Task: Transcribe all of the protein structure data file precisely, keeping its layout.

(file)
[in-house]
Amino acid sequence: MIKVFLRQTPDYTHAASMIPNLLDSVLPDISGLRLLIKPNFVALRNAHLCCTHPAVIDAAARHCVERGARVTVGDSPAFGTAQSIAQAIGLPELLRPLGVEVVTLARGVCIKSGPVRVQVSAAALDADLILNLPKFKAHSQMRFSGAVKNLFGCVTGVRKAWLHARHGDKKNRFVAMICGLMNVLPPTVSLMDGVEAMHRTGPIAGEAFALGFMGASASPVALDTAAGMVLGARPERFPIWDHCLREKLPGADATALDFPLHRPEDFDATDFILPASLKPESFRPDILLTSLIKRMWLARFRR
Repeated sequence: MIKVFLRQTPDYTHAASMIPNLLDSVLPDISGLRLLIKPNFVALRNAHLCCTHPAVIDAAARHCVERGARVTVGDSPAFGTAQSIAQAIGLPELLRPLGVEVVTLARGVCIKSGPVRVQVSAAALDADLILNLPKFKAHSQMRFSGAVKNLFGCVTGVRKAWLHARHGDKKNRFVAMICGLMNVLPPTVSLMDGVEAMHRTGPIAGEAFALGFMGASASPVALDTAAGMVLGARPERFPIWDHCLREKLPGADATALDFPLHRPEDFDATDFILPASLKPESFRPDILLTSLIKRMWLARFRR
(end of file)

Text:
[in-house]
Amino acid sequence: MIKVFLRQTPDYTHAASMIPNLLDSVLPDISGLRLLIKPNFVALRNAHLCCTHPAVIDAAARHCVERGARVTVGDSPAFGTAQSIAQAIGLPELLRPLGVEVVTLARGVCIKSGPVRVQVSAAALDADLILNLPKFKAHSQMRFSGAVKNLFGCVTGVRKAWLHARHGDKKNRFVAMICGLMNVLPPTVSLMDGVEAMHRTGPIAGEAFALGFMGASASPVALDTAAGMVLGARPERFPIWDHCLREKLPGADATALDFPLHRPEDFDATDFILPASLKPESFRPDILLTSLIKRMWLARFRR
Repeated sequence: MIKVFLRQTPDYTHAASMIPNLLDSVLPDISGLRLLIKPNFVALRNAHLCCTHPAVIDAAARHCVERGARVTVGDSPAFGTAQSIAQAIGLPELLRPLGVEVVTLARGVCIKSGPVRVQVSAAALDADLILNLPKFKAHSQMRFSGAVKNLFGCVTGVRKAWLHARHGDKKNRFVAMICGLMNVLPPTVSLMDGVEAMHRTGPIAGEAFALGFMGASASPVALDTAAGMVLGARPERFPIWDHCLREKLPGADATALDFPLHRPEDFDATDFILPASLKPESFRPDILLTSLIKRMWLARFRR